2007 Annual Survey of violations of trade union rights - Congo, Democratic Republic of
|Publisher||International Trade Union Confederation|
|Publication Date||9 June 2007|
|Cite as||International Trade Union Confederation, 2007 Annual Survey of violations of trade union rights - Congo, Democratic Republic of, 9 June 2007, available at: http://www.refworld.org/docid/4c52ca3828.html [accessed 19 September 2014]|
ILO Core Conventions Ratified: 29 – 87 – 98 – 100 – 105 – 111 – 138 – 182
The year 2006 was marked by numerous strikes in several sectors throughout the country to demand that the government respect its commitments, including those on wages. Four leaders from the health workers unions were arrested, while two union activists working for a mining company were kidnapped and tortured for their union activities.
Trade union rights in law
The new Constitution of February 2006 guarantees freedom of association and the right to strike. The legislation grants all categories of workers, except for members of the armed forces, the police and the security services, the right to organise. No prior authorisation is required to set up a trade union. The right to strike is recognised, although unions must have prior consent and adhere to lengthy mandatory arbitration and appeal procedures. The law prohibits employers from retaliating against strikers.
No wage bargaining in the public sector: The right to bargain collectively is also recognised. In the private sector, unions negotiate with the government and employers in the National Employment Council (Conseil National du Travail). The government confirms the results of these negotiations in decrees. In the public sector, however, the government sets wages by decree. The government is required to consult the unions in advance, but not to negotiate with them. It is therefore able to ignore their recommendations.
Trade union rights in practice
Impunity: In many companies, employers have harassed workers wishing to exert their rights to join the trade union of their choice or to set up a trade union, or have refused to recognise these rights. Group4Securicor (G4S) repeatedly refused to meet with the union SYHTAC, which represents workers at other security companies. G4S workers had expressed an interest in joining SYTHAC.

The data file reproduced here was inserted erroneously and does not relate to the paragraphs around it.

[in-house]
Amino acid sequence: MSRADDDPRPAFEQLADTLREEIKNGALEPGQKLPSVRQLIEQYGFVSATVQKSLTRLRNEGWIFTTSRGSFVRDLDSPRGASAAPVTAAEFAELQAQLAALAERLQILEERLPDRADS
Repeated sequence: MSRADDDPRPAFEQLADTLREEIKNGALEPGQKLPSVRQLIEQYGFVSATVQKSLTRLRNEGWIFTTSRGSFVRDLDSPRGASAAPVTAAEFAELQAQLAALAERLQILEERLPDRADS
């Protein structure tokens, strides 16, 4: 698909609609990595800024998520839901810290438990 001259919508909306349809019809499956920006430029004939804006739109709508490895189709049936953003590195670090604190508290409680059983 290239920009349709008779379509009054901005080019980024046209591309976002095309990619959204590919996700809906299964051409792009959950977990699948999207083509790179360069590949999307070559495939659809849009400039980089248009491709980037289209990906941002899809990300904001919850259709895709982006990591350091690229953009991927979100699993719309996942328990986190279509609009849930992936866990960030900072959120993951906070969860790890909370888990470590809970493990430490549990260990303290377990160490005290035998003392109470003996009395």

Rights not respected in the civil service: The government has always refused to allow union elections in the civil service, though the union centres have many members working in it. Only public enterprises organise such elections.
Discrimination against the staff of decentralised administrations: The staff of decentralised administrations (towns, regions and sectors) are not unionised and do not enjoy the rights to bargain or establish a union. They are on the lowest rung of the state administration ladder and, in practice, constitute a sub-category of public servants.
Violations in 2006
Background: Historic elections brought Joseph Kabila to power as the country's first democratically elected president in over 40 years, marking the end of a three-year transitional government that followed five years of civil war. Government soldiers abducted civilians for forced labour in Ituri's goldmines and fields.
Minister of Public Health orders arrest of striking union leaders: On 20 January 2006, after negotiations failed between the Minister of Public Health and the unions, the minister ordered the arrest of Kibiswa Kwabene Naupess and Kalengayi Joseph Kibangula, both representatives of the Syndicat National des Cadres et Agents des Services de Santé (SYNCASS) and of two leaders from the nurses' union SOLSICO (Solidarité syndicale des Infirmiers/Infirmières du Congo). They were released the same evening.
Union leaders kidnapped and tortured: In May 2006, two activists of the union Force Syndicale du Congo (FOSYCO), Mutombo Mulumba and Eugène Badibanga, working for the mining company Minière de Bakwanga (MIBA) were kidnapped and tortured for their union activities. They had denounced the bad working and living conditions at the company.